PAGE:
Again much like the standard unix command

[illustrious]root: mmmount /gpfs Wed Apr 28 14:20:04 BST 2010: mmmount: Mounting file systems ...

Shutting the filesystem down

You can use the mmshutdown command to unmount and shutdown the filesystem on one or more of the cluster nodes. The standard options are:

mmshutdown shut down the filesystem on the local machine
mmshutdown -a shutdown the filesystem on all the cluster nodes.
mmshutdown -N Node[,Node...] | NodeFile shutdown the filesystem on the listed nodes (or the nodes contained in the file)

Starting the filesystem

The filesystem can be started on one or more of the cluster nodes by running mmstartup. The standard options are

mmstartup start up the filesystem on the local machine
mmstartup -a start up the filesystem on all the cluster nodes.
mmstartup -N Node[,Node...] | NodeFile startup the filesystem on the listed nodes (or the nodes contained in the file)

listing Network shared disks

To list the network shared disk in the cluster and see which filesystem they are associated with run mmlsnsd again you'll need to have run the initgpfs command to set up access to the cluster.

[illustrious]root: mmlsnsd

File system Disk name NSD servers


gpfsdev gpfs69nsd bw650n01-o.inf.ed.ac.uk gpfsdev gpfs71nsd klemperer-o.inf.ed.ac.uk gpfsdev gpfs72nsd haitink-o.inf.ed.ac.uk (free disk) gpfs73nsd toscanini-o.inf.ed.ac.uk

more information can be provided bi using the -m and -X flags

i.e.

[illustrious]root: mmlsnsd -m

Disk name NSD volume ID Device Node name Remarks


gpfs69nsd 81D712444B154D31 /dev/hdc bw650n01-o.inf.ed.ac.uk server node gpfs71nsd 81D712464B154D34 /dev/hdc klemperer-o.inf.ed.ac.uk server node gpfs72nsd 81D712494B154D34 /dev/sdb haitink-o.inf.ed.ac.uk server node gpfs73nsd 81D712454B154DEC /dev/hdc toscanini-o.inf.ed.ac.uk server node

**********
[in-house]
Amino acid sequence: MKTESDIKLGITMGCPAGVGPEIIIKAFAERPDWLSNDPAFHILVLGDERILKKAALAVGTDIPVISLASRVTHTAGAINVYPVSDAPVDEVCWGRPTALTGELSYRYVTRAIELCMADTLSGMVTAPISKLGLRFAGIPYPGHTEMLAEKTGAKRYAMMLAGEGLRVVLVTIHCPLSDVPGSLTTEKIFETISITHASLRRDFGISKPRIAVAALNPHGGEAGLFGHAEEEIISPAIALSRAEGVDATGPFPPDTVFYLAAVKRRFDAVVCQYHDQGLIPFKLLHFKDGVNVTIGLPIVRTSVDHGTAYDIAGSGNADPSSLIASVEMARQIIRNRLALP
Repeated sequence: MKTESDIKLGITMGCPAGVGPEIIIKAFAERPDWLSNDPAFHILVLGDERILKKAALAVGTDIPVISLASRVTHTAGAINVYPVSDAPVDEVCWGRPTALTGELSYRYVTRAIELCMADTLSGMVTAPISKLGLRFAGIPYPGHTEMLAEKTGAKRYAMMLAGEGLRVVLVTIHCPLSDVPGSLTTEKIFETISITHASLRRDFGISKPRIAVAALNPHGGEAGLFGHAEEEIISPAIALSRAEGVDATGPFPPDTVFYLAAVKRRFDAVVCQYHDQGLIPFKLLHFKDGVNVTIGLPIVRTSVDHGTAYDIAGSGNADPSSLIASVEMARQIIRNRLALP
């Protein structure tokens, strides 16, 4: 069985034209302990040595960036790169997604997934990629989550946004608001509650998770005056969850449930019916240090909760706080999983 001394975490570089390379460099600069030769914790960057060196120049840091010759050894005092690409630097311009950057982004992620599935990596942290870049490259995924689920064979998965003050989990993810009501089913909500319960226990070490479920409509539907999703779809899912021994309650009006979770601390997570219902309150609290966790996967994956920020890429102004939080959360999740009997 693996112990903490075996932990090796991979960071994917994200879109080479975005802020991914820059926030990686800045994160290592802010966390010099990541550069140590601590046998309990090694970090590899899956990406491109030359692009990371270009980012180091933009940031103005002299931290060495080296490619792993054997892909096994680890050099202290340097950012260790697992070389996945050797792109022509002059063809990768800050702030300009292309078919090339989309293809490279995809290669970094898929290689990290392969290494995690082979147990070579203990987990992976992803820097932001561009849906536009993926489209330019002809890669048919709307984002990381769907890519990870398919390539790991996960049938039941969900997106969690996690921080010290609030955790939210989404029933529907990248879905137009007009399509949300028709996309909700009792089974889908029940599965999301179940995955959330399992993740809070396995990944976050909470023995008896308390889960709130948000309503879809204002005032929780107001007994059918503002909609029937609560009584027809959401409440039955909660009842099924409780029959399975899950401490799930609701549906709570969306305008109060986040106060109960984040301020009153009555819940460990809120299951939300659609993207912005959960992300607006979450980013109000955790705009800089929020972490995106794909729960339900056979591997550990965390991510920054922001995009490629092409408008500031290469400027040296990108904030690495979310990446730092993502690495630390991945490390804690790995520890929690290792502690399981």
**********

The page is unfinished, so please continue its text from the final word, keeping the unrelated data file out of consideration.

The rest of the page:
[illustrious]root: mmlsnsd -X

Disk name NSD volume ID Device Devtype Node name Remarks


gpfs69nsd 81D712444B154D31 /dev/hdc generic bw650n01-o.inf.ed.ac.uk server node gpfs71nsd 81D712464B154D34 /dev/hdc generic klemperer-o.inf.ed.ac.uk server node gpfs72nsd 81D712494B154D34 /dev/sdb generic haitink-o.inf.ed.ac.uk server node gpfs73nsd 81D712454B154DEC /dev/hdc generic toscanini-o.inf.ed.ac.uk server node

Adding disks to the filesystem

It is possible to add network shared disks to an existing filesystem whilst the filesystem is still being used.

mmadddisk gpfsdev gpfs73nsd:::descOnly:4119::

The following disks of gpfsdev will be formatted on node illustrious.inf.ed.ac.uk: gpfs73nsd: size 244198584 KB Extending Allocation Map Checking Allocation Map for storage pool 'system' Warning: No xauth data; using fake authentication data for X11 forwarding. 66 % complete on Tue Apr 27 15:20:20 2010 100 % complete on Tue Apr 27 15:20:22 2010 Completed adding disks to file system gpfsdev. mmadddisk: Propagating the cluster configuration data to all affected nodes. This is an asynchronous process.

The disk description format is of the form DiskName :::DiskUsage:FailureGroup::StoragePool: where DiskUsage is one of